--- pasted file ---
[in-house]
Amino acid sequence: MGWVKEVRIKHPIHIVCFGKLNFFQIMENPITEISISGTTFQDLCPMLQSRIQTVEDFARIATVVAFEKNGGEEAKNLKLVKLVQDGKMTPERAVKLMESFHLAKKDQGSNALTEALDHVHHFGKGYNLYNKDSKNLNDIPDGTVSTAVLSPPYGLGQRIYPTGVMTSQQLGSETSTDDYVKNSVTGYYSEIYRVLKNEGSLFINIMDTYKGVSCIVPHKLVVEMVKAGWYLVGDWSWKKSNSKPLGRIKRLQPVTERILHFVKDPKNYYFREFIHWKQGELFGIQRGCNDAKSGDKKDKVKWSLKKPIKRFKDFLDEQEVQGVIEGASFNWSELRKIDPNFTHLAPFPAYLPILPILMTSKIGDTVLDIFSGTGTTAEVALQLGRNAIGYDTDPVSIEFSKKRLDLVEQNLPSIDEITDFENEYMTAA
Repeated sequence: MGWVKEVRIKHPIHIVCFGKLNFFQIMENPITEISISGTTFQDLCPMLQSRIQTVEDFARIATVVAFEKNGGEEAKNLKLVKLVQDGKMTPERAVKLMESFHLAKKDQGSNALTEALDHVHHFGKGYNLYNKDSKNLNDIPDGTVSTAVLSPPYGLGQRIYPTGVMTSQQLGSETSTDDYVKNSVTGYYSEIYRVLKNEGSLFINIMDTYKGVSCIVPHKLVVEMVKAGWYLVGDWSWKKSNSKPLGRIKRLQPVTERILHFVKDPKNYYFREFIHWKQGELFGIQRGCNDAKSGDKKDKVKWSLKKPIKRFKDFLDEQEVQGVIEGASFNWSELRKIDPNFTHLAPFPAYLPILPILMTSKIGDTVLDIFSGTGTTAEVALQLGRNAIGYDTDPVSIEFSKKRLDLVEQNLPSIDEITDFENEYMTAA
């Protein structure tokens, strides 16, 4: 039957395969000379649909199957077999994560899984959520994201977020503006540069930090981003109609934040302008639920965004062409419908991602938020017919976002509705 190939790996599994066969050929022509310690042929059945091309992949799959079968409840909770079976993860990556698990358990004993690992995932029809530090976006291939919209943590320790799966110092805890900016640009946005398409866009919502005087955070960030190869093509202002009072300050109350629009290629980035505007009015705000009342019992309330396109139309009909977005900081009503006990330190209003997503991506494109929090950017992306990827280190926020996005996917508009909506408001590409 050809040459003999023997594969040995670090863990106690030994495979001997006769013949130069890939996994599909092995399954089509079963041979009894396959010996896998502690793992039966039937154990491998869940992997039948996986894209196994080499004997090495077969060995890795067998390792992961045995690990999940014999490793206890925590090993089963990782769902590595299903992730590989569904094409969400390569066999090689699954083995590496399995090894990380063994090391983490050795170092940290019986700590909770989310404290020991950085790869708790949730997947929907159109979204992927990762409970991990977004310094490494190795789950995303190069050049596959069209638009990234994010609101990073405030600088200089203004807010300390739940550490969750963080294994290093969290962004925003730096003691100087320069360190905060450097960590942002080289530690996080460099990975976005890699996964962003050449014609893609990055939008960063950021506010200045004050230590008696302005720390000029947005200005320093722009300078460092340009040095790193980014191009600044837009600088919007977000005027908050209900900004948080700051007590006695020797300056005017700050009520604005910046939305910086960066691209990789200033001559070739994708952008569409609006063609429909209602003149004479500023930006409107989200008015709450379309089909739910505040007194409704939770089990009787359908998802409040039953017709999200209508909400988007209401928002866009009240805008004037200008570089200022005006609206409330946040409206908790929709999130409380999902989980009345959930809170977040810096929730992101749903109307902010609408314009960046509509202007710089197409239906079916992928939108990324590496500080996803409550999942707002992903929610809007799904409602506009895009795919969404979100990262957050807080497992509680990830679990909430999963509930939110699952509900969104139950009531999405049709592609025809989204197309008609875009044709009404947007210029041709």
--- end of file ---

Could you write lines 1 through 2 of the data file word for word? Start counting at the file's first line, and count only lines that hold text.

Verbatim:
[in-house]
Amino acid sequence: MGWVKEVRIKHPIHIVCFGKLNFFQIMENPITEISISGTTFQDLCPMLQSRIQTVEDFARIATVVAFEKNGGEEAKNLKLVKLVQDGKMTPERAVKLMESFHLAKKDQGSNALTEALDHVHHFGKGYNLYNKDSKNLNDIPDGTVSTAVLSPPYGLGQRIYPTGVMTSQQLGSETSTDDYVKNSVTGYYSEIYRVLKNEGSLFINIMDTYKGVSCIVPHKLVVEMVKAGWYLVGDWSWKKSNSKPLGRIKRLQPVTERILHFVKDPKNYYFREFIHWKQGELFGIQRGCNDAKSGDKKDKVKWSLKKPIKRFKDFLDEQEVQGVIEGASFNWSELRKIDPNFTHLAPFPAYLPILPILMTSKIGDTVLDIFSGTGTTAEVALQLGRNAIGYDTDPVSIEFSKKRLDLVEQNLPSIDEITDFENEYMTAA